Following my morning coffee, weeding through emails, and a few good morning kisses from the pups, I headed out the door for Sunday worship. Recently I’ve missed more sermons than heard and today I wanted to change that trend. It is after all a new year. For me, the best messages aren’t those that are simply well prepared and delivered from a pulpit, but instead the ones that suggest deeper thought and self-evaluation. Today was one of those kinds of sermons. The takeaway as I made my walk to the car was quite simple, “what defines me?”
Ironically I’d already begun asking myself this very question on Friday afternoon upon hearing that a friend had passed away. I was shocked by the news and to my surprise, she hadn’t passed recently, Friday marked the fourth anniversary and I never knew. Naturally, I spent the balance of Friday in memory mode. It was a healthy mental time and two days after receiving the news, it continues.
The older I become, I find myself holding onto my past more than I once did. I certainly don’t make it a point to live for the past, but I have great respect for it being responsible for much of the very thing my pastor discussed this morning. In all of it’s greatest, worsts, and more than it’s share of mediocre days, my past defines the very man that I am today.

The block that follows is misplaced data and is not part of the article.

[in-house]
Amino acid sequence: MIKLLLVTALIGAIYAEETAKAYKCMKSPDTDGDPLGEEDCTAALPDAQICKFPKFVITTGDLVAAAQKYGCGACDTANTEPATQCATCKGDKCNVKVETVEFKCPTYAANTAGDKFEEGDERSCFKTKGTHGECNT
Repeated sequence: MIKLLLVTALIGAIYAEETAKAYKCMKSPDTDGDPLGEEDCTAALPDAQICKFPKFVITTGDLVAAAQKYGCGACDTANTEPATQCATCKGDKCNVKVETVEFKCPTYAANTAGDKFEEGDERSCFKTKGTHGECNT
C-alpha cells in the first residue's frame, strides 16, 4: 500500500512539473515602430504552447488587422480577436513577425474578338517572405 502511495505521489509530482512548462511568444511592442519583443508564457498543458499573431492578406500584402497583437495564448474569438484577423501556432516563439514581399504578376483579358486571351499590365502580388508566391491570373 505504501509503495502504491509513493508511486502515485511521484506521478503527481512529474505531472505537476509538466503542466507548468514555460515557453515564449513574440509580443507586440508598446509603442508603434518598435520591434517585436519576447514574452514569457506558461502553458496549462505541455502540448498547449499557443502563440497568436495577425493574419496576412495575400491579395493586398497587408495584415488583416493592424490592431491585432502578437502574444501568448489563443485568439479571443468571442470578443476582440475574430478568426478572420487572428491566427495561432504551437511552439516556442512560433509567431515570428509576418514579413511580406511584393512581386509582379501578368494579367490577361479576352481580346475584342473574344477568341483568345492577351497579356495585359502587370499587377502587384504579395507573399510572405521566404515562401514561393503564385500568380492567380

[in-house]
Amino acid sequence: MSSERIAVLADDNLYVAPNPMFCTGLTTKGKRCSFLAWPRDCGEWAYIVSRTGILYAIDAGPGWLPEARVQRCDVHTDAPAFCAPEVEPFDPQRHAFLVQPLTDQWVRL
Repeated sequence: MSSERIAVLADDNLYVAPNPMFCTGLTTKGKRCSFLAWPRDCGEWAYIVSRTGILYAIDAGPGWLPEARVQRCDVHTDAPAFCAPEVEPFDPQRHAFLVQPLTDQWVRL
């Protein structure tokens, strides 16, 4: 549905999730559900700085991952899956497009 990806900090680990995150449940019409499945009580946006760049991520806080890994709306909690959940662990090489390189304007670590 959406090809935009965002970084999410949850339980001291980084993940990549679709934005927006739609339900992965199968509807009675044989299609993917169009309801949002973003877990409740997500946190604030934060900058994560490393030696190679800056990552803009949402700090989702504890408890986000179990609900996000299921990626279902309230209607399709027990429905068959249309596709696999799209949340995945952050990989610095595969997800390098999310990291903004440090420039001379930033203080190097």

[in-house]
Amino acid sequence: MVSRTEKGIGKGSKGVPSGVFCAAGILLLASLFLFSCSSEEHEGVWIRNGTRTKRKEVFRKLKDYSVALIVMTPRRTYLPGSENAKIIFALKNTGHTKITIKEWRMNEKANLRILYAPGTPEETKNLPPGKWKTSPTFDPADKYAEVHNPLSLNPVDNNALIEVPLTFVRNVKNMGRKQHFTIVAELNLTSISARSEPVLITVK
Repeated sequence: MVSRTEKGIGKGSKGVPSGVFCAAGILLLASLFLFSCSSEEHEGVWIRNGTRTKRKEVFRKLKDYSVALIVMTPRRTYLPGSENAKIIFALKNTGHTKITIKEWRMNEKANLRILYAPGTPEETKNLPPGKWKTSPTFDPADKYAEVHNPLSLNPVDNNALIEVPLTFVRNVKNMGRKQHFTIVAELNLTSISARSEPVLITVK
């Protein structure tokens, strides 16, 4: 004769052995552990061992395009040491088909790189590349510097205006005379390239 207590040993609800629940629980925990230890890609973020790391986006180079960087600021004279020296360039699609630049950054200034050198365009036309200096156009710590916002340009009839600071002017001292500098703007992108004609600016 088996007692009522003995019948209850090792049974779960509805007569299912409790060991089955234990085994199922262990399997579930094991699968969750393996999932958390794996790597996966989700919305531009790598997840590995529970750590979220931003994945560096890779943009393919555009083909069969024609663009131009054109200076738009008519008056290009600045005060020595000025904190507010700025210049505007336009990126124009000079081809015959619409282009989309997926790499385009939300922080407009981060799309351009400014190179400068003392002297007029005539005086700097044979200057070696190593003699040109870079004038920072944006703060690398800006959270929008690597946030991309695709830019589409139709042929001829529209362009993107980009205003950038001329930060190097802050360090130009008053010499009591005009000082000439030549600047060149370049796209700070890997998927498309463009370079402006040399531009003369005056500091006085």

Reflection is a way I continue moving forward. That evaluation of knowing where I’ve been propels me. My father guided and taught me more than his share from the time I was a child through my adulthood. His far too early death nineteen years ago however didn’t erase those life lessons. I still use them… many of them daily.
Although we hadn’t seen one another in several years, the news of Donna’s passing still saddens me. To say that she died too young is such a cliché, but it’s the best I can come up with and the fact is, she did. I’m incredibly grateful however for all of the life and laughter that she brought to mine. Each of them are now blessings.
The passing of time continues to move quicker than it once did, all the while defining me and defining us. Hold onto it.